Saying Hello to Pluto from San Francisco with the eVscope

Observing Report #2 – September 25, 2017

A few days ago we announced the direct imaging of Pluto through the eyepiece of a Unistellar eVscope prototype located in Marseille, France. To make sure that this was not a fluke, I decided to try to observe Pluto from San Francisco— more precisely, from my little backyard in the middle of the city. And we succeeded!

Animation showing two observations of the same area of the sky taken with Unisteller’s eVscope. The dwarf planet Pluto (cyan circles) is moving with respect to the stars. The green circle shows the location of a cosmic ray that hit the detector during the recording of one frame.
Animation showing two observations of the same area of the sky taken with Unisteller’s eVscope. The dwarf planet Pluto (cyan circles) is moving with respect to the stars. The green circle shows the location of a cosmic ray that hit the detector during the recording of one frame.

Seeing Pluto With Your Own Eyes From Your Backyard With Unistellar’s eVscope

One of the biggest challenges in popular astronomy is finding specific objects in the night sky. Most nebulae, galaxies, and asteroids are invisible to the naked eye, and locating them in the immense vastness of space has frustrated people for centuries.

Picture taken with a cellphone in the eyepiece of the telescope. The green circle labels the position of Pluto, which is visible.
Picture taken with a cellphone in the eyepiece of the telescope. The green circle labels the position of Pluto, which is visible.

That’s why most amateur astronomers follow a common but frustrating path. They buy a telescope, look at the moon, a few bright stars, and five planets—and then just give up. After only a few months of use, those telescopes go up for sale on eBay or into the basement.

Unistellar is determined to change this. Our new eVscope’s Autonomous Field Detection (AFD) feature will allow novice astronomers to find noteworthy celestial objects without performing complicated alignment procedures. Thanks to AFD’s intelligent pointing and tracking, astronomers can spend more time observing and less time wondering what they’re looking at. You’ll always know exactly what you’re seeing.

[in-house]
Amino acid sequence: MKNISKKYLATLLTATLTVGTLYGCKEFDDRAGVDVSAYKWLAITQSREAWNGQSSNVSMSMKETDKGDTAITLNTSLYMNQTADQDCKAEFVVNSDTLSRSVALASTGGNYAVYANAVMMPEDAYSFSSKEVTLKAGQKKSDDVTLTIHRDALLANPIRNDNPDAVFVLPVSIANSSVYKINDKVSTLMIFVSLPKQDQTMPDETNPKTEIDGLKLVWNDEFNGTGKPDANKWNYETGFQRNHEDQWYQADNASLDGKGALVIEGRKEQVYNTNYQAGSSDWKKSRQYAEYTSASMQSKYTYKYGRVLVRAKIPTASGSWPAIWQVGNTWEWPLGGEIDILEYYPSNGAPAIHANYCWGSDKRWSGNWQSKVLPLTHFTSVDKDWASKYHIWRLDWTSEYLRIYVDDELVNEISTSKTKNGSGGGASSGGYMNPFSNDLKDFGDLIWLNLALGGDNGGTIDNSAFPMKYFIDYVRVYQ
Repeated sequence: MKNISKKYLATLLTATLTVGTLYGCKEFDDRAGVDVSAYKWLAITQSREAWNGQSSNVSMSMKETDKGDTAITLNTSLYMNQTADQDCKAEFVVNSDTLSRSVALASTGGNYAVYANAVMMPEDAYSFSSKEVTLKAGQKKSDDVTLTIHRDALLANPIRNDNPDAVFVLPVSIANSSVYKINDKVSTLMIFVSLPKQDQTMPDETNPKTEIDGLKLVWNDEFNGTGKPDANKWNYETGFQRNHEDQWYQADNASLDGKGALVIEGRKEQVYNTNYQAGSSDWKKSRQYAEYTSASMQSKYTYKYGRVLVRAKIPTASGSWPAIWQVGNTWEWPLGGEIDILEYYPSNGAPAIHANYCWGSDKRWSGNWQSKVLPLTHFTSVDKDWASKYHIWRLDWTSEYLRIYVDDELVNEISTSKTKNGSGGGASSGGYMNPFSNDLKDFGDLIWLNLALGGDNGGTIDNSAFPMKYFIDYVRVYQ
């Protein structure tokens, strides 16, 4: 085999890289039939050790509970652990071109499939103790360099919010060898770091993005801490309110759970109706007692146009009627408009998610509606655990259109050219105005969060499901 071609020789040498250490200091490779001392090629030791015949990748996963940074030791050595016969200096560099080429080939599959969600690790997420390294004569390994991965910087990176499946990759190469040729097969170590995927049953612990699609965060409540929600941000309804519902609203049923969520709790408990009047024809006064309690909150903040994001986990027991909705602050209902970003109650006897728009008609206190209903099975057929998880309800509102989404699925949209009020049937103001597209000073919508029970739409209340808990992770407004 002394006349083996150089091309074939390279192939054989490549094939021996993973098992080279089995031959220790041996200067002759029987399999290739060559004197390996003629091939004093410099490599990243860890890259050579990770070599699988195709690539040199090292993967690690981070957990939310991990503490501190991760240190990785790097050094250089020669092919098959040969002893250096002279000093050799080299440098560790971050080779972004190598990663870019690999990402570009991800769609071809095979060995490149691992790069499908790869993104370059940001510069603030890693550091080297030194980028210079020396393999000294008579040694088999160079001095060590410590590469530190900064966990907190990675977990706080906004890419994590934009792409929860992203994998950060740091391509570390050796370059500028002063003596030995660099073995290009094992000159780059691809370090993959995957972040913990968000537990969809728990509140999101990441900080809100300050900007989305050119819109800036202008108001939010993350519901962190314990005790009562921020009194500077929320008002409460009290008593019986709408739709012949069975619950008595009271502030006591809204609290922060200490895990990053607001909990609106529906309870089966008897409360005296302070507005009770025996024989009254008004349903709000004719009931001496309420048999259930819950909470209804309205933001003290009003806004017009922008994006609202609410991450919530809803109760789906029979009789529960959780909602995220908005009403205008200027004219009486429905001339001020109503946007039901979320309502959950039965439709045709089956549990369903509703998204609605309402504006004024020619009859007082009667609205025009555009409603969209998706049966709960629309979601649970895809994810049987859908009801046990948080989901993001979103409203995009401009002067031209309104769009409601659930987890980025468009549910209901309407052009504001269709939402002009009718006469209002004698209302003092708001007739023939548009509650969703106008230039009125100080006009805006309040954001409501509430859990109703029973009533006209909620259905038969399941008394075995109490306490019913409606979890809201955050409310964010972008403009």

Another smoking gun in the search for life in Enceladus’ ocean

This illustration shows Cassini diving through the Enceladus plume in 2015. Credits: NASA/JPL-Caltech
This illustration shows Cassini diving through the Enceladus plume in 2015.
Credits: NASA/JPL-Caltech

Today, NASA-funded scientists announced a major new step in the search for life on Enceladus, Saturn’s sixth-largest moon, thanks to new data collected by the NASA/ESA Cassini mission.

Enceladus has attracted a lot of interest because it has an active pole that spews jets of material into outer space. During its last flyby over that pole, an instrument on board the Cassini spacecraft detected the presence of a biomarker—molecular hydrogen. This suggests that the ocean we know lies beneath the moon’s surface could indeed contain an ecosystem similar to the ones we find in deep-sea hydrothermal vents on Earth.

Abscicon 2015 in Chicago: Finding Habitable Worlds and Life Beyond the Solar System

What could the near future hold for detecting habitable, and eventually inhabited, extrasolar planets?

That’s the question we asked together with my colleagues Victoria Meadows, A. Mandell and Margaret Turnbull. To this purpose we organized a session for the Astrobiology Science Conference 2015 (#abscicon2015) held at Chicago on June 15-19 entitled “Finding Habitable Worlds and Life Beyond the Solar System”. The goal of our session was to provide a venue to discuss the prospective in the near future to detect habitable extrasolar planets.

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AGU Fall Meeting 2014: Solar System Small Bodies: Relics of Formation and New Worlds to Explore

Can you believe it is December already!? As usual, it is a busy month with the AGU Fall Conference.  I co-organized a session on small solar system bodies with Padma Yanamandra-Fisher (PSI)  and Julie Castillo (JPL).  We will talk about recent discoveries in this emerging field including the discovery of rings around Chariklo, the understanding of regolith motion on asteroids, the new lander for Hayabusa 2 (MASCOT) and off course adaptive optics observations of asteroids. Below more info. See you there!

Where: Thursday, December 18, 2014 01:40 PM – 03:40 PM
When: Moscone West 3002